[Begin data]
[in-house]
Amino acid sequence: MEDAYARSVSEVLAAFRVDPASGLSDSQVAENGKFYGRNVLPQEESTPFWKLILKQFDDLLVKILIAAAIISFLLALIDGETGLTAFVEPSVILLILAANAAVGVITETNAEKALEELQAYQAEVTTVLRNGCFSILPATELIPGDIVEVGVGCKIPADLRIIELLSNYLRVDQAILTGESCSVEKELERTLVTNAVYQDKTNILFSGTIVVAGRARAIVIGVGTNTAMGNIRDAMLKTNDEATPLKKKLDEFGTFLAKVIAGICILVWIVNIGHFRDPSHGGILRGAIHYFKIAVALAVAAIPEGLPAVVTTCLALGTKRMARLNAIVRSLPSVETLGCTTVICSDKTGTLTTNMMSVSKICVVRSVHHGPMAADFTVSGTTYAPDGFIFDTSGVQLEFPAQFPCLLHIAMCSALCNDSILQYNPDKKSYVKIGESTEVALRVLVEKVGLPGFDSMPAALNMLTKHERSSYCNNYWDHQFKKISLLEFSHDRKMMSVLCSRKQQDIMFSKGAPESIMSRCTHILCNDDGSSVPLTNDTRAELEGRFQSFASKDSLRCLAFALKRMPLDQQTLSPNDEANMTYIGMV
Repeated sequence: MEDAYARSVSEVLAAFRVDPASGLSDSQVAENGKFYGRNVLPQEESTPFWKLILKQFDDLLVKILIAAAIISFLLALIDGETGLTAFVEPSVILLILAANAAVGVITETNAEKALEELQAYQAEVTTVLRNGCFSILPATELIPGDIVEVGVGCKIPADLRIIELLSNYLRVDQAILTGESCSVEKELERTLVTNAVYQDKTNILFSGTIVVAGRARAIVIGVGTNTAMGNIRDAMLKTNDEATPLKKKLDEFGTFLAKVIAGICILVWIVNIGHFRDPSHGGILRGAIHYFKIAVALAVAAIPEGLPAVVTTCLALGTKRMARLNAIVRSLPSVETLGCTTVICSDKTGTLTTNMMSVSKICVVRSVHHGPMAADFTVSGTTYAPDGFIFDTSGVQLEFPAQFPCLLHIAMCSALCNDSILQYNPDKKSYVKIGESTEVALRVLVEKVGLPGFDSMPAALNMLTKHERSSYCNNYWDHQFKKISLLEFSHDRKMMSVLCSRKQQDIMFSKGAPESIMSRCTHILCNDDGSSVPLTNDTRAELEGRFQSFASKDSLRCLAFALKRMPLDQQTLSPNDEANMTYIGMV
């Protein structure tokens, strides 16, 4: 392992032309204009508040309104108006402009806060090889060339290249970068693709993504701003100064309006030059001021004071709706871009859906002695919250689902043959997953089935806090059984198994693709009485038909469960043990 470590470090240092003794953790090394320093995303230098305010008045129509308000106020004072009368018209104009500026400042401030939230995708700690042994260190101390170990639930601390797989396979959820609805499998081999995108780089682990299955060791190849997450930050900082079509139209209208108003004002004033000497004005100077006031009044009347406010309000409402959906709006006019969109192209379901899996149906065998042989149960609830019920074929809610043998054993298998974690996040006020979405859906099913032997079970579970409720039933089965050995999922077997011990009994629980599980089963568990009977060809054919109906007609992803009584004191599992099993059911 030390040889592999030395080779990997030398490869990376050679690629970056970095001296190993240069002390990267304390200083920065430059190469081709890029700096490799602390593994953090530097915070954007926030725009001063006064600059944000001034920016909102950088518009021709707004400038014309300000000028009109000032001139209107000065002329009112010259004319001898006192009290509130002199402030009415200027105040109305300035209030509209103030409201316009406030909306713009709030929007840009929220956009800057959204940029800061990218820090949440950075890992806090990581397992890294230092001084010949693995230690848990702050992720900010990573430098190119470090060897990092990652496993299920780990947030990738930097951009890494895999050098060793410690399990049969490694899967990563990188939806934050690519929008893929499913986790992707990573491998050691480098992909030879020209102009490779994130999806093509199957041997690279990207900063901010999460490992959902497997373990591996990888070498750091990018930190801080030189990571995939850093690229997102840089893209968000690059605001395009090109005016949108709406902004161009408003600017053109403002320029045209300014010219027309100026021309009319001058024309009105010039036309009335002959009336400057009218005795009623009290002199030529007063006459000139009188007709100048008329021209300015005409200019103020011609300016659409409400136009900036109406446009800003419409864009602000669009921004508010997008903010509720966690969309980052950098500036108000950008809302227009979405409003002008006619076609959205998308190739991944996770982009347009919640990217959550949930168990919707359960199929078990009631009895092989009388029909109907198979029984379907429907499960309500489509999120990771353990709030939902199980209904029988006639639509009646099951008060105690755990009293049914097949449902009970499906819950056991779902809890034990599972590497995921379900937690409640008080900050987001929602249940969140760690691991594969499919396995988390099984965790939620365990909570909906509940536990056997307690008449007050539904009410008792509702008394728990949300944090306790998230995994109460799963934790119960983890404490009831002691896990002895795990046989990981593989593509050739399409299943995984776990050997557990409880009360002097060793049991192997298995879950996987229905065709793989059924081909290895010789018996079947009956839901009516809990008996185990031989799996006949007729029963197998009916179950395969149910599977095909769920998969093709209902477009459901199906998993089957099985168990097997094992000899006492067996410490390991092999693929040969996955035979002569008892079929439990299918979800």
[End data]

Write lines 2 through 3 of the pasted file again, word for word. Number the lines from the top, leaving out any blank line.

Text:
Amino acid sequence: MEDAYARSVSEVLAAFRVDPASGLSDSQVAENGKFYGRNVLPQEESTPFWKLILKQFDDLLVKILIAAAIISFLLALIDGETGLTAFVEPSVILLILAANAAVGVITETNAEKALEELQAYQAEVTTVLRNGCFSILPATELIPGDIVEVGVGCKIPADLRIIELLSNYLRVDQAILTGESCSVEKELERTLVTNAVYQDKTNILFSGTIVVAGRARAIVIGVGTNTAMGNIRDAMLKTNDEATPLKKKLDEFGTFLAKVIAGICILVWIVNIGHFRDPSHGGILRGAIHYFKIAVALAVAAIPEGLPAVVTTCLALGTKRMARLNAIVRSLPSVETLGCTTVICSDKTGTLTTNMMSVSKICVVRSVHHGPMAADFTVSGTTYAPDGFIFDTSGVQLEFPAQFPCLLHIAMCSALCNDSILQYNPDKKSYVKIGESTEVALRVLVEKVGLPGFDSMPAALNMLTKHERSSYCNNYWDHQFKKISLLEFSHDRKMMSVLCSRKQQDIMFSKGAPESIMSRCTHILCNDDGSSVPLTNDTRAELEGRFQSFASKDSLRCLAFALKRMPLDQQTLSPNDEANMTYIGMV
Repeated sequence: MEDAYARSVSEVLAAFRVDPASGLSDSQVAENGKFYGRNVLPQEESTPFWKLILKQFDDLLVKILIAAAIISFLLALIDGETGLTAFVEPSVILLILAANAAVGVITETNAEKALEELQAYQAEVTTVLRNGCFSILPATELIPGDIVEVGVGCKIPADLRIIELLSNYLRVDQAILTGESCSVEKELERTLVTNAVYQDKTNILFSGTIVVAGRARAIVIGVGTNTAMGNIRDAMLKTNDEATPLKKKLDEFGTFLAKVIAGICILVWIVNIGHFRDPSHGGILRGAIHYFKIAVALAVAAIPEGLPAVVTTCLALGTKRMARLNAIVRSLPSVETLGCTTVICSDKTGTLTTNMMSVSKICVVRSVHHGPMAADFTVSGTTYAPDGFIFDTSGVQLEFPAQFPCLLHIAMCSALCNDSILQYNPDKKSYVKIGESTEVALRVLVEKVGLPGFDSMPAALNMLTKHERSSYCNNYWDHQFKKISLLEFSHDRKMMSVLCSRKQQDIMFSKGAPESIMSRCTHILCNDDGSSVPLTNDTRAELEGRFQSFASKDSLRCLAFALKRMPLDQQTLSPNDEANMTYIGMV